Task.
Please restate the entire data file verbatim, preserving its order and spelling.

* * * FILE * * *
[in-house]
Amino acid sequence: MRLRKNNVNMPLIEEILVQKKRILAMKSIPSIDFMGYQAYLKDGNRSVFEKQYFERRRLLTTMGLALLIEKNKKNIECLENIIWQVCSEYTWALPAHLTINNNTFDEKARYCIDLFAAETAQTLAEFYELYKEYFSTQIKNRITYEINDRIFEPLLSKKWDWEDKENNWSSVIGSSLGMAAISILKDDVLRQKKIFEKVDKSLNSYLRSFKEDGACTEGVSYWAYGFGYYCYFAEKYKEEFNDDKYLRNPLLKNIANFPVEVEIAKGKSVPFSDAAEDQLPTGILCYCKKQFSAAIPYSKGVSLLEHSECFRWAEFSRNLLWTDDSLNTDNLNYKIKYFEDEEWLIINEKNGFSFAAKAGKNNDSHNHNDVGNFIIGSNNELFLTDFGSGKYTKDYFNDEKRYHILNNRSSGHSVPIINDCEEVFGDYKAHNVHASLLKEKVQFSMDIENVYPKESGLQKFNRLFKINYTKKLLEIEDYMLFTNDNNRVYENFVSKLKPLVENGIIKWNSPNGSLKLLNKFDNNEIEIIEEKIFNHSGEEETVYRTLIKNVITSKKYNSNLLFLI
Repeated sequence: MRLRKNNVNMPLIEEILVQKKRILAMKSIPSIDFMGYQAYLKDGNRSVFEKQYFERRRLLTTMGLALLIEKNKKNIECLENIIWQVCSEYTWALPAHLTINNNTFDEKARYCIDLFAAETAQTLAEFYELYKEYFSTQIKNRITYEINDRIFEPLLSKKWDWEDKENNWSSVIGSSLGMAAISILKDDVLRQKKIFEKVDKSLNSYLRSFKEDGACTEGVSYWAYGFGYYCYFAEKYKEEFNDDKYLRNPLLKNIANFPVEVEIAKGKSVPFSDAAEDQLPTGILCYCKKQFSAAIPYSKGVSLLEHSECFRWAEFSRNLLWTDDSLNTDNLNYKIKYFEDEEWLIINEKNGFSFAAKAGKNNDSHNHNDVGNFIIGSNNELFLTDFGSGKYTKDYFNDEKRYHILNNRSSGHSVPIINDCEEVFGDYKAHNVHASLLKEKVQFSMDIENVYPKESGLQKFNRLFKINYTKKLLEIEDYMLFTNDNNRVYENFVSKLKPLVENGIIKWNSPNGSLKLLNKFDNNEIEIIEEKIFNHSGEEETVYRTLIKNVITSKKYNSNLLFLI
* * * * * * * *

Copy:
[in-house]
Amino acid sequence: MRLRKNNVNMPLIEEILVQKKRILAMKSIPSIDFMGYQAYLKDGNRSVFEKQYFERRRLLTTMGLALLIEKNKKNIECLENIIWQVCSEYTWALPAHLTINNNTFDEKARYCIDLFAAETAQTLAEFYELYKEYFSTQIKNRITYEINDRIFEPLLSKKWDWEDKENNWSSVIGSSLGMAAISILKDDVLRQKKIFEKVDKSLNSYLRSFKEDGACTEGVSYWAYGFGYYCYFAEKYKEEFNDDKYLRNPLLKNIANFPVEVEIAKGKSVPFSDAAEDQLPTGILCYCKKQFSAAIPYSKGVSLLEHSECFRWAEFSRNLLWTDDSLNTDNLNYKIKYFEDEEWLIINEKNGFSFAAKAGKNNDSHNHNDVGNFIIGSNNELFLTDFGSGKYTKDYFNDEKRYHILNNRSSGHSVPIINDCEEVFGDYKAHNVHASLLKEKVQFSMDIENVYPKESGLQKFNRLFKINYTKKLLEIEDYMLFTNDNNRVYENFVSKLKPLVENGIIKWNSPNGSLKLLNKFDNNEIEIIEEKIFNHSGEEETVYRTLIKNVITSKKYNSNLLFLI
Repeated sequence: MRLRKNNVNMPLIEEILVQKKRILAMKSIPSIDFMGYQAYLKDGNRSVFEKQYFERRRLLTTMGLALLIEKNKKNIECLENIIWQVCSEYTWALPAHLTINNNTFDEKARYCIDLFAAETAQTLAEFYELYKEYFSTQIKNRITYEINDRIFEPLLSKKWDWEDKENNWSSVIGSSLGMAAISILKDDVLRQKKIFEKVDKSLNSYLRSFKEDGACTEGVSYWAYGFGYYCYFAEKYKEEFNDDKYLRNPLLKNIANFPVEVEIAKGKSVPFSDAAEDQLPTGILCYCKKQFSAAIPYSKGVSLLEHSECFRWAEFSRNLLWTDDSLNTDNLNYKIKYFEDEEWLIINEKNGFSFAAKAGKNNDSHNHNDVGNFIIGSNNELFLTDFGSGKYTKDYFNDEKRYHILNNRSSGHSVPIINDCEEVFGDYKAHNVHASLLKEKVQFSMDIENVYPKESGLQKFNRLFKINYTKKLLEIEDYMLFTNDNNRVYENFVSKLKPLVENGIIKWNSPNGSLKLLNKFDNNEIEIIEEKIFNHSGEEETVYRTLIKNVITSKKYNSNLLFLI